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Slide in Malaysia's reserves adds pressure to ringgit and ratings

Currency's volatility has prompted talk that capital controls could be next

Malaysia's international reserves continued to slip, tumbling to US$96.7 billion as at July 31.

Kuala Lumpur

MALAYSIA'S international reserves continued to slip, tumbling to US$96.7 billion as at July 31. The deteriorating finances is expected to put additional pressure on the ringgit - already at a 17-year low against the US dollar - and its current A- sovereign rating.

The US$3.8 billion reduction in two weeks from US$100.5 billion to below the psychological US$100 billion level could see the ringgit slide towards 4.00 to a US dollar - an occurrence that some project could happen as early as next week. Prior to the release of the data by Bank Negara on Friday evening, RHB Investment Bank senior economist Peck Boon Soon said that should reserves continue to fall, "confidence levels will drop", adding that the reserve coverage of 1.1 times short-term external debt was a little tight.

Already feeble, the ringgit had a torrid week, losing a massive 2.4 per cent against the US dollar to take its loss to 12.3 per cent year to date, marking it as the region's worst performing currency. The ringgit's volatility has prompted talk that capital controls could be next - the currency was pegged at 3.8 to the dollar as part of currency controls in 1998 during the Asian financial crisis and only lifted in 2005 - even though government officials have ruled it out.

Despite the precipitous fall to 3.926 to the US dollar on Friday - a new 17-year low - and around 2.82 to the Singapore dollar, the ringgit continues to face an uphill battle against increasingly bearish sentiments on the back of a flagging economy and political problems. In addition to a renewed slide in global oil prices to below US$50 a barrel, a looming rate hike by the US Federal Reserve could lead to more outflows as funds head back to improved yielding assets.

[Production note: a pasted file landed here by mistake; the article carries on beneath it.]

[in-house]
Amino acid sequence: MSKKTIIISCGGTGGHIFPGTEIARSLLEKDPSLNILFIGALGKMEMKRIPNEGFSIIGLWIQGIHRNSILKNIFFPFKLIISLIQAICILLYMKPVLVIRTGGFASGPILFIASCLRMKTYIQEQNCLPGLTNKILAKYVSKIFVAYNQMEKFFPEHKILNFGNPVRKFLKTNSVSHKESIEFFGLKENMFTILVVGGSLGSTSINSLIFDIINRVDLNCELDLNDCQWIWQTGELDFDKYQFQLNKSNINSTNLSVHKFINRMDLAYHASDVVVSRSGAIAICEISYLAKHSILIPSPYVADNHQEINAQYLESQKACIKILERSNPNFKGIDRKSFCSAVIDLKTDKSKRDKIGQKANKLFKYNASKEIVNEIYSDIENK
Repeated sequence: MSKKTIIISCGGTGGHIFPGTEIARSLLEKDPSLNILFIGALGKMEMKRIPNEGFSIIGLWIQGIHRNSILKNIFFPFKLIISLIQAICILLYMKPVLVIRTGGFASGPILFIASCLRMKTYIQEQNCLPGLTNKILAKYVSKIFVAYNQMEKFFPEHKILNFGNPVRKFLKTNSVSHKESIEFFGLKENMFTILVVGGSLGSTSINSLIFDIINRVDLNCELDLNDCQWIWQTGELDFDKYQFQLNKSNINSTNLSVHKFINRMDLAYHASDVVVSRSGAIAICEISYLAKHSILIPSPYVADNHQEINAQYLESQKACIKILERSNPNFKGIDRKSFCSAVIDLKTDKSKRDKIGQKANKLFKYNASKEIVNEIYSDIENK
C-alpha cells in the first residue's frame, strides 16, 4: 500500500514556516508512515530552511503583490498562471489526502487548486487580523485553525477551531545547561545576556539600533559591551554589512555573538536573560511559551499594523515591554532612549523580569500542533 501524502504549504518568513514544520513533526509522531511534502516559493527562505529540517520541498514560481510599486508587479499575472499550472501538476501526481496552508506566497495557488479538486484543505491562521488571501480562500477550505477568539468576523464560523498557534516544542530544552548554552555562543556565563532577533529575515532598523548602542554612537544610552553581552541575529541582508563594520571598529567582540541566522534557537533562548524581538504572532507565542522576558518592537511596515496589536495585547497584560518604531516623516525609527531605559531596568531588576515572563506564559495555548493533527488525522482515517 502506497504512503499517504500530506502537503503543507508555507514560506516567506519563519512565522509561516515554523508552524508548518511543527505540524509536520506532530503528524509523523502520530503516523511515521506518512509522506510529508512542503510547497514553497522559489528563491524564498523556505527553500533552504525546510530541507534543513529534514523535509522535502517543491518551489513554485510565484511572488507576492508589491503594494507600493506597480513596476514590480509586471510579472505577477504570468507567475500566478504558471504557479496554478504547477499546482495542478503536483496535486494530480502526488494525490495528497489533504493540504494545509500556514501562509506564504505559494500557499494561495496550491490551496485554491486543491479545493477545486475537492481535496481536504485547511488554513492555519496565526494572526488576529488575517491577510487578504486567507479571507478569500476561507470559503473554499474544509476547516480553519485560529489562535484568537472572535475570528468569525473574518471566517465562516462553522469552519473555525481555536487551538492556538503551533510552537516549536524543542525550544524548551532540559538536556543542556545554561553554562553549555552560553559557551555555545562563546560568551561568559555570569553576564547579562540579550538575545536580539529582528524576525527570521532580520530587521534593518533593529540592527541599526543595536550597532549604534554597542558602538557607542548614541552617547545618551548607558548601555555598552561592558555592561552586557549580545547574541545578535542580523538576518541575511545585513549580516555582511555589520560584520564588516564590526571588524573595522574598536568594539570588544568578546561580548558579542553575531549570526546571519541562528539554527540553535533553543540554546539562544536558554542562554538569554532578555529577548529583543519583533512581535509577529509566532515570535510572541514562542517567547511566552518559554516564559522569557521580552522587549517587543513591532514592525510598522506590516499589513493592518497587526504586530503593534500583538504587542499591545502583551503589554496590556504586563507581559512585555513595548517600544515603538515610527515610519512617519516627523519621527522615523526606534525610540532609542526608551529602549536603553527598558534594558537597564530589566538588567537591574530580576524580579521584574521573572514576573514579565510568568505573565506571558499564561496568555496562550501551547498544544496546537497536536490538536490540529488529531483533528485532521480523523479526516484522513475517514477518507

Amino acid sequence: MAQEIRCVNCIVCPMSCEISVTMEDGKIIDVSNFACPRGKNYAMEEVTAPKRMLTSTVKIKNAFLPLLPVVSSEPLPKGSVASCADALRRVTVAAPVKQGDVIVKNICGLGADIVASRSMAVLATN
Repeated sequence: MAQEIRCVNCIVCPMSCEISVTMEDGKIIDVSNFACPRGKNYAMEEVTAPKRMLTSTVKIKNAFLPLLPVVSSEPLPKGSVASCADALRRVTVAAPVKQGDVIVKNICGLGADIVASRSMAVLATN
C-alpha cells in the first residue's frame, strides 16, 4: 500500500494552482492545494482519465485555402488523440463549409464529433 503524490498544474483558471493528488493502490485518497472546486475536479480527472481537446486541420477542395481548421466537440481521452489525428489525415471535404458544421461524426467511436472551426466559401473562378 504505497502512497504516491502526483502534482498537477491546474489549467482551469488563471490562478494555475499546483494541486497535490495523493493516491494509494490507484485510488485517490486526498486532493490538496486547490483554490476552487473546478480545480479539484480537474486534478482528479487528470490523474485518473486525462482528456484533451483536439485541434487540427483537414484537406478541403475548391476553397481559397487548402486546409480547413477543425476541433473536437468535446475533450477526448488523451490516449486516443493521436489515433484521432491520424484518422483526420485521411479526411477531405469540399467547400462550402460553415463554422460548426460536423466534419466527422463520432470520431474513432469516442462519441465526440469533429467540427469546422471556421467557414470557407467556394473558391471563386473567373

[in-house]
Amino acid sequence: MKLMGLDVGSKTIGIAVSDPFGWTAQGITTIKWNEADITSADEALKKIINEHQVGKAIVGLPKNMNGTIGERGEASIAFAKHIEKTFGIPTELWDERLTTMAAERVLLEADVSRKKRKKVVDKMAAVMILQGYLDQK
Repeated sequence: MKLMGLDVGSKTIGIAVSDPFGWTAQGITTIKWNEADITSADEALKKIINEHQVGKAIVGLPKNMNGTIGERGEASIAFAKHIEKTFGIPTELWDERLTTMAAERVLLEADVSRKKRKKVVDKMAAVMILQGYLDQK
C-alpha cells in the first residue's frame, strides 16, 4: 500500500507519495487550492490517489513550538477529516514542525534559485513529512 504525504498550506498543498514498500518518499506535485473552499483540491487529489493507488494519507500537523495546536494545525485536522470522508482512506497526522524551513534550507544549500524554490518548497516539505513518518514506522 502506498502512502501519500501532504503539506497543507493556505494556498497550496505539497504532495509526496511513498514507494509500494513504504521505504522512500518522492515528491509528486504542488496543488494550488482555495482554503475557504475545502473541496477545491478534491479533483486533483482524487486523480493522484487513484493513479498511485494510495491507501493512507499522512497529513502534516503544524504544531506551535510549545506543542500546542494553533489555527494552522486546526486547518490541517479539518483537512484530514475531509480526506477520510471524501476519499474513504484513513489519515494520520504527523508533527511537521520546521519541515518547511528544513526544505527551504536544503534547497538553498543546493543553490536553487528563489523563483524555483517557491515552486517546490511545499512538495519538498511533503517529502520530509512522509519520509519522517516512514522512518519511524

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Still, many funds - portfolio in particular - have been motivated to leave because of the manner in which Prime Minister Najib Razak and his administration have dealt with official investigations into scandal-ridden and debt-laden 1MDB. Various allegations have surfaced about the state-owned company, including that some US$700 million was channelled into Mr Najib's personal bank accounts.

Despite the Malaysian Anti-Corruption Commission's findings that the funds from an overseas account were political donations - the donor or donors have yet to be revealed - few outside of Mr Najib's inner circle in Umno are convinced.

In any event, the ringgit continues to bear the brunt of scepticism over the entire fiasco - which has also tarnished Malaysia, and the rush to exit has noticeably accelerated in recent weeks. In all, nearly RM12 billion (S$4.2 billion) of portfolio funds are estimated to have left compared to almost RM7 billion for the whole of last year. Because foreigners still hold some 47 per cent of Malaysian government securities, the market is watching the segment nervously. Mr Peck said that the ringgit selloff has been sharper than the central bank would have liked, but with Malaysia's international reserves shrinking to current levels from a high of some US$140 billion in 2010, it does not have much leeway to intervene.

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